By far, the most common variety of “marine grade” stainless steel is 304 or 18–8. As one might expect, this is a function of expense; because of the alloying element content, 304 is less expensive to manufacture than 316. Nearly all commonly available stainless fasteners, from the smallest tapping screw to large nuts and bolts, are manufactured from 304 alloys. Fasteners, machine screws, nuts, and bolts manufactured from 316 alloy stainless steel are available; however, they must nearly always be special ordered, which, once again, is a reflection of their expense.

There exists yet another designation where marine grade stainless alloys are concerned and it involves their carbon content. Stainless alloys that are to be welded for rails, brackets, water and fuel tanks, portlight frames, swim platform supports, or anything else, must utilize only low carbon alloy stainless steel, which is identified with an L suffix, such as 304L and 316L. The reason for this requirement is a peculiarity of stainless steel known as carbide precipitation or weld decay. When stainless or any metal is welded, it’s heated to high temperatures. This high temperature can cause a migration of chromium away from the weld area, leaving behind a zone adjacent to the weld of what ultimately behaves like ordinary carbon steel, i.e., it rusts. Weld migration that is a result of fabrication using the incorrect grade of non-low carbon stainless steel sometimes becomes evident early on in the life of the part by a clearly defined, discolored or darkened “path” that encompasses the weld. Depending upon its exposure to moisture and whether that moisture is fresh or seawater-based, the area adjacent (usually about an eighth of an inch on either side) to the weld may begin to show signs of corrosion or discoloration within months or even weeks.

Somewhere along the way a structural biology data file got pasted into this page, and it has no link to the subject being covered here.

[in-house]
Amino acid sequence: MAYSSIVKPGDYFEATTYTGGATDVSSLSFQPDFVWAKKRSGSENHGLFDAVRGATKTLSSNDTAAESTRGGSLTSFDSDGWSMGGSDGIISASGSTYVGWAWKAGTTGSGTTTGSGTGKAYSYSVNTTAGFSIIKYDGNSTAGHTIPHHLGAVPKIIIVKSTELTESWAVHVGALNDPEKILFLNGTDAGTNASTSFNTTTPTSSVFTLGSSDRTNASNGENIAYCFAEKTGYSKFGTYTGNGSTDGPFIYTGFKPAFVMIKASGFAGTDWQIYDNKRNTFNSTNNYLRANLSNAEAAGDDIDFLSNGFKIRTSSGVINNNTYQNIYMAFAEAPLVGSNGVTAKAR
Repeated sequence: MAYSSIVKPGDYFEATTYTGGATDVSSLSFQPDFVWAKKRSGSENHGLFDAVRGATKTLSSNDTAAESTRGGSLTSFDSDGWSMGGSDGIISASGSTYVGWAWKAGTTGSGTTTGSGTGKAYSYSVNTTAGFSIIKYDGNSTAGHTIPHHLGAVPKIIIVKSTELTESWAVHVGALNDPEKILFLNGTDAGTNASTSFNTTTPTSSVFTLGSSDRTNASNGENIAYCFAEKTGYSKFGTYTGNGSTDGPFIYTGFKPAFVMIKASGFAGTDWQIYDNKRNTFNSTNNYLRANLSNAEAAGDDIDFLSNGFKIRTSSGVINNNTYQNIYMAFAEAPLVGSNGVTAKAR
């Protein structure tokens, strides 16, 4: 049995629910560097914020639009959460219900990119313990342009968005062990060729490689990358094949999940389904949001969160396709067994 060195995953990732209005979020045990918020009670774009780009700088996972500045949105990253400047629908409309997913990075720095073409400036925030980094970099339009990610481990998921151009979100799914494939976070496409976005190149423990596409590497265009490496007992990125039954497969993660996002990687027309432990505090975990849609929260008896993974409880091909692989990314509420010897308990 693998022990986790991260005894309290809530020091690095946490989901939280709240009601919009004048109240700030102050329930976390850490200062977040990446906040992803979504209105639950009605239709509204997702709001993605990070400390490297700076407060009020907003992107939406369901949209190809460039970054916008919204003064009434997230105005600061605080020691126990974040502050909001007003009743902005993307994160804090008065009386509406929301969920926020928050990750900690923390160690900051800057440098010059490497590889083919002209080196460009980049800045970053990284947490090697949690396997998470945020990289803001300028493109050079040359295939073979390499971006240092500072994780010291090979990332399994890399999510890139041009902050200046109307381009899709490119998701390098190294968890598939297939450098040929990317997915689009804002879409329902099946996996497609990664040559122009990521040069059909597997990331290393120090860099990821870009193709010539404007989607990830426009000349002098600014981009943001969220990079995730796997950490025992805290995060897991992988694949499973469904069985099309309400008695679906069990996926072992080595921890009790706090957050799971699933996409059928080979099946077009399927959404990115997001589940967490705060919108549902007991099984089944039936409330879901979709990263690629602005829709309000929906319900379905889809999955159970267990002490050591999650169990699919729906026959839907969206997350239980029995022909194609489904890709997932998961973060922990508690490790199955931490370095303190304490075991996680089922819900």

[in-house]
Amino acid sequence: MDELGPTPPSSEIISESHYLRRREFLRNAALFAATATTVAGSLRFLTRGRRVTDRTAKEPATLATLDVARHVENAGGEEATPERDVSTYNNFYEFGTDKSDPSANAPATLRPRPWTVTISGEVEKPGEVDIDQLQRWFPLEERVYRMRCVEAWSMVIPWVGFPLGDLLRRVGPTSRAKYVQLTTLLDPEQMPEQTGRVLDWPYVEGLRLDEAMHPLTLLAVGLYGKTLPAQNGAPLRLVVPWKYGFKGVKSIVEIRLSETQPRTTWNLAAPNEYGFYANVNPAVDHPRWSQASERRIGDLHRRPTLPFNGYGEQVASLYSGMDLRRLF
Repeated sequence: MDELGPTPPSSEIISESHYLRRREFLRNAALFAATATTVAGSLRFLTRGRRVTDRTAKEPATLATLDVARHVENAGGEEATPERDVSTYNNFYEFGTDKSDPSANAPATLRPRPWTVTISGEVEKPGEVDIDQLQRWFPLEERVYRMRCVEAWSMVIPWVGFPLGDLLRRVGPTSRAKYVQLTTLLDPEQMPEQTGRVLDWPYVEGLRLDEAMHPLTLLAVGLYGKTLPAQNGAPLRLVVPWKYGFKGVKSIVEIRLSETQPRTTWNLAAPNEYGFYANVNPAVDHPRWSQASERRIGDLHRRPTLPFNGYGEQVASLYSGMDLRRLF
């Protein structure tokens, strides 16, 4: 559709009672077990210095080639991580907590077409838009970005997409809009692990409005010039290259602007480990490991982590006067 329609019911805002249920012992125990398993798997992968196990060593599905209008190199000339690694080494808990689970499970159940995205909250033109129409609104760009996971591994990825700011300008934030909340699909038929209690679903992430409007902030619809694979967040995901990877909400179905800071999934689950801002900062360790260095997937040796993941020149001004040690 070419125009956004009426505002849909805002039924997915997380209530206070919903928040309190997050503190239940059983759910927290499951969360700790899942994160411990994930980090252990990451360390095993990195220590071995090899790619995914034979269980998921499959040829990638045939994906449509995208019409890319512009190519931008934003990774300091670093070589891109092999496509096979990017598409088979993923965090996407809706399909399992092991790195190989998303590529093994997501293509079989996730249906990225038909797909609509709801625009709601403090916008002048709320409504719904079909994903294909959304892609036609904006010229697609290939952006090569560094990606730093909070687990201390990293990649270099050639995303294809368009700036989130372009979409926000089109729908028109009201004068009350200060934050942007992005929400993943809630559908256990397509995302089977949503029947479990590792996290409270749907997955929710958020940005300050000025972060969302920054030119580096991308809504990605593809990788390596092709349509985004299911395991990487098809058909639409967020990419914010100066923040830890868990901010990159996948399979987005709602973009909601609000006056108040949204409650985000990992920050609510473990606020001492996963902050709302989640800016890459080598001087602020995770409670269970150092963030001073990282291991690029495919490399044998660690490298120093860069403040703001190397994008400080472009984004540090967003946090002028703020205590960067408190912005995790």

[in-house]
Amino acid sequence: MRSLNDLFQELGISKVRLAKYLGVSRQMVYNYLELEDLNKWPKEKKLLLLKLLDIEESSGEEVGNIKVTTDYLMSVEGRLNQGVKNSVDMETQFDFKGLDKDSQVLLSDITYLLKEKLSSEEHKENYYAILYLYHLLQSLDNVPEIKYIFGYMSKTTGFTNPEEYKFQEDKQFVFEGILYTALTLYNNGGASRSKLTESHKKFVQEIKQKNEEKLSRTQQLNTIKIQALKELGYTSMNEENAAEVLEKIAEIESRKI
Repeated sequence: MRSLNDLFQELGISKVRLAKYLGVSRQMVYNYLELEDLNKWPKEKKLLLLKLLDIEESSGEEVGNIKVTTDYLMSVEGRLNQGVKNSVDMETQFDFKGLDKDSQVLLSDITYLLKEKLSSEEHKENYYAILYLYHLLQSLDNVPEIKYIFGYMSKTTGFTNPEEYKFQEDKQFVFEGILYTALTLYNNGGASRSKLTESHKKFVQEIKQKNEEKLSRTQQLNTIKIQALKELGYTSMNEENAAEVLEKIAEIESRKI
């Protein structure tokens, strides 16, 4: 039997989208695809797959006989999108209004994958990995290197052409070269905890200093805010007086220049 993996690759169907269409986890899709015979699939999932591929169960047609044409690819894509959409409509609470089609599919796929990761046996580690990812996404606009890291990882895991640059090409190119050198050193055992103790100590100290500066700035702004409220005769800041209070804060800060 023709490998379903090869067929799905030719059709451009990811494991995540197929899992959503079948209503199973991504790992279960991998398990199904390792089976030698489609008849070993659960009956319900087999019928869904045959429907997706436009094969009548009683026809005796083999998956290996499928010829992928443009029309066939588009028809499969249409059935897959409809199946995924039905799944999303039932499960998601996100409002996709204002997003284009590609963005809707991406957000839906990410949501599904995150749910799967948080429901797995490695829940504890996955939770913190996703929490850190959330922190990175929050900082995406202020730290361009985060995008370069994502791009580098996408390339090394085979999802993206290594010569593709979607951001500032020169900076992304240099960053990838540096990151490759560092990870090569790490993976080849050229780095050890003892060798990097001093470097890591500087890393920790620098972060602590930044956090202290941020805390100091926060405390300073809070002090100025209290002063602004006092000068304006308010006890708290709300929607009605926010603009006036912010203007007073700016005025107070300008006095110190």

Stainless steel’s other primary weakness, the aforementioned crevice or pitting corrosion (there is a scientific distinction between the two, however, for the purposes of this discussion it’s not relevant), occurs when it is used in an oxygen depleted environment. The tough, nearly impenetrable oxide film that forms as soon as stainless steel is exposed to air (the term inox, seen on many European stainless components, is simply an abbreviation for inoxodizable, which refers to stainless steel’s resistance to oxidization or staining) only remains intact as long as the metal is exposed to oxygen. If stainless steel is placed in an environment where it is starved of oxygen and it is exposed to water, either fresh or salt, it becomes susceptible to crevice corrosion, which typically manifests itself as roughness, valleys, pitting, or even worm-like holes.